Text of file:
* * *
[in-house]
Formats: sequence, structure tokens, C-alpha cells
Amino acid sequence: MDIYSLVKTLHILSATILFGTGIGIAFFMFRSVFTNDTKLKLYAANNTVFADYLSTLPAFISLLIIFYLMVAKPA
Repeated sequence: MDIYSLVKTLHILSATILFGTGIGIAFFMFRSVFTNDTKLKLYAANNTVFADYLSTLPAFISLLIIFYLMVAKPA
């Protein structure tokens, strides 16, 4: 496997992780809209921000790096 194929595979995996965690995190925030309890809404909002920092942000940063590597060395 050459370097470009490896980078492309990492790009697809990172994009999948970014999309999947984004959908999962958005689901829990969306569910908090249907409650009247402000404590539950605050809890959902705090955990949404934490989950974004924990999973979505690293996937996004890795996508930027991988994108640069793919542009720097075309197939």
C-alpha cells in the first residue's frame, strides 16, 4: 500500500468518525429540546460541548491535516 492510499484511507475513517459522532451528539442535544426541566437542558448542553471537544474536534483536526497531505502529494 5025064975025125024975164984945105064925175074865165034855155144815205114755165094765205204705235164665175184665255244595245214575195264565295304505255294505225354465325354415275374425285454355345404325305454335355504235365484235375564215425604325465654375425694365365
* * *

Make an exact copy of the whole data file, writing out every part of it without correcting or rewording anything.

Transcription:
[in-house]
Formats: sequence, structure tokens, C-alpha cells
Amino acid sequence: MDIYSLVKTLHILSATILFGTGIGIAFFMFRSVFTNDTKLKLYAANNTVFADYLSTLPAFISLLIIFYLMVAKPA
Repeated sequence: MDIYSLVKTLHILSATILFGTGIGIAFFMFRSVFTNDTKLKLYAANNTVFADYLSTLPAFISLLIIFYLMVAKPA
């Protein structure tokens, strides 16, 4: 496997992780809209921000790096 194929595979995996965690995190925030309890809404909002920092942000940063590597060395 050459370097470009490896980078492309990492790009697809990172994009999948970014999309999947984004959908999962958005689901829990969306569910908090249907409650009247402000404590539950605050809890959902705090955990949404934490989950974004924990999973979505690293996937996004890795996508930027991988994108640069793919542009720097075309197939």
C-alpha cells in the first residue's frame, strides 16, 4: 500500500468518525429540546460541548491535516 492510499484511507475513517459522532451528539442535544426541566437542558448542553471537544474536534483536526497531505502529494 5025064975025125024975164984945105064925175074865165034855155144815205114755165094765205204705235164665175184665255244595245214575195264565295304505255294505225354465325354415275374425285454355345404325305454335355504235365484235375564215425604325465654375425694365365